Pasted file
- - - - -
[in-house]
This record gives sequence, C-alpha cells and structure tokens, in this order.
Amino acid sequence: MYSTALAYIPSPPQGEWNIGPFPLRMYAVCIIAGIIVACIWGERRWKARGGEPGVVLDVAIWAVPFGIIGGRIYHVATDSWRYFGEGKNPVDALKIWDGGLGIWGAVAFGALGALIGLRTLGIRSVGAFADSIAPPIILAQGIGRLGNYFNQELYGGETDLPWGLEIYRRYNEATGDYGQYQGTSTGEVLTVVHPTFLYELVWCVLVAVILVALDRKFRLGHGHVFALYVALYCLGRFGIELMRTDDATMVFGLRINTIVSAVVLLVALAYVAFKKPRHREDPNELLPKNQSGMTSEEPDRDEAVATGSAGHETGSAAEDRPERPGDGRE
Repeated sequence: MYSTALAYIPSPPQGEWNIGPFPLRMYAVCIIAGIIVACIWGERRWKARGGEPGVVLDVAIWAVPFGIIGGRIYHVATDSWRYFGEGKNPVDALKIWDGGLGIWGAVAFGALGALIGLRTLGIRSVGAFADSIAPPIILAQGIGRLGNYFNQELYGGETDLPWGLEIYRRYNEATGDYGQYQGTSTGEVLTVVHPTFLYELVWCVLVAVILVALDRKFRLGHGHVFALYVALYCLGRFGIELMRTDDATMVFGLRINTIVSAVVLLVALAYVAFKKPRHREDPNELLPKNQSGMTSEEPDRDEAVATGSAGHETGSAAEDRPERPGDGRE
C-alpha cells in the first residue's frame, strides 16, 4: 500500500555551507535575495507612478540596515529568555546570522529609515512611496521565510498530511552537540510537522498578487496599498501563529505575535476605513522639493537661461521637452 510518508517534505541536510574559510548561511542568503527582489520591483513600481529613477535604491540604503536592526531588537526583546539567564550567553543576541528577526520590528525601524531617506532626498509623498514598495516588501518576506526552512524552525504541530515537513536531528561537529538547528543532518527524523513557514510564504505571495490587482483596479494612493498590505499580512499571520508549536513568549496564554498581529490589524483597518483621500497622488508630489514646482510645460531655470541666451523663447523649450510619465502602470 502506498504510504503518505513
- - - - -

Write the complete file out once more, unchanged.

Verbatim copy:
[in-house]
This record gives sequence, C-alpha cells and structure tokens, in this order.
Amino acid sequence: MYSTALAYIPSPPQGEWNIGPFPLRMYAVCIIAGIIVACIWGERRWKARGGEPGVVLDVAIWAVPFGIIGGRIYHVATDSWRYFGEGKNPVDALKIWDGGLGIWGAVAFGALGALIGLRTLGIRSVGAFADSIAPPIILAQGIGRLGNYFNQELYGGETDLPWGLEIYRRYNEATGDYGQYQGTSTGEVLTVVHPTFLYELVWCVLVAVILVALDRKFRLGHGHVFALYVALYCLGRFGIELMRTDDATMVFGLRINTIVSAVVLLVALAYVAFKKPRHREDPNELLPKNQSGMTSEEPDRDEAVATGSAGHETGSAAEDRPERPGDGRE
Repeated sequence: MYSTALAYIPSPPQGEWNIGPFPLRMYAVCIIAGIIVACIWGERRWKARGGEPGVVLDVAIWAVPFGIIGGRIYHVATDSWRYFGEGKNPVDALKIWDGGLGIWGAVAFGALGALIGLRTLGIRSVGAFADSIAPPIILAQGIGRLGNYFNQELYGGETDLPWGLEIYRRYNEATGDYGQYQGTSTGEVLTVVHPTFLYELVWCVLVAVILVALDRKFRLGHGHVFALYVALYCLGRFGIELMRTDDATMVFGLRINTIVSAVVLLVALAYVAFKKPRHREDPNELLPKNQSGMTSEEPDRDEAVATGSAGHETGSAAEDRPERPGDGRE
C-alpha cells in the first residue's frame, strides 16, 4: 500500500555551507535575495507612478540596515529568555546570522529609515512611496521565510498530511552537540510537522498578487496599498501563529505575535476605513522639493537661461521637452 510518508517534505541536510574559510548561511542568503527582489520591483513600481529613477535604491540604503536592526531588537526583546539567564550567553543576541528577526520590528525601524531617506532626498509623498514598495516588501518576506526552512524552525504541530515537513536531528561537529538547528543532518527524523513557514510564504505571495490587482483596479494612493498590505499580512499571520508549536513568549496564554498581529490589524483597518483621500497622488508630489514646482510645460531655470541666451523663447523649450510619465502602470 502506498504510504503518505513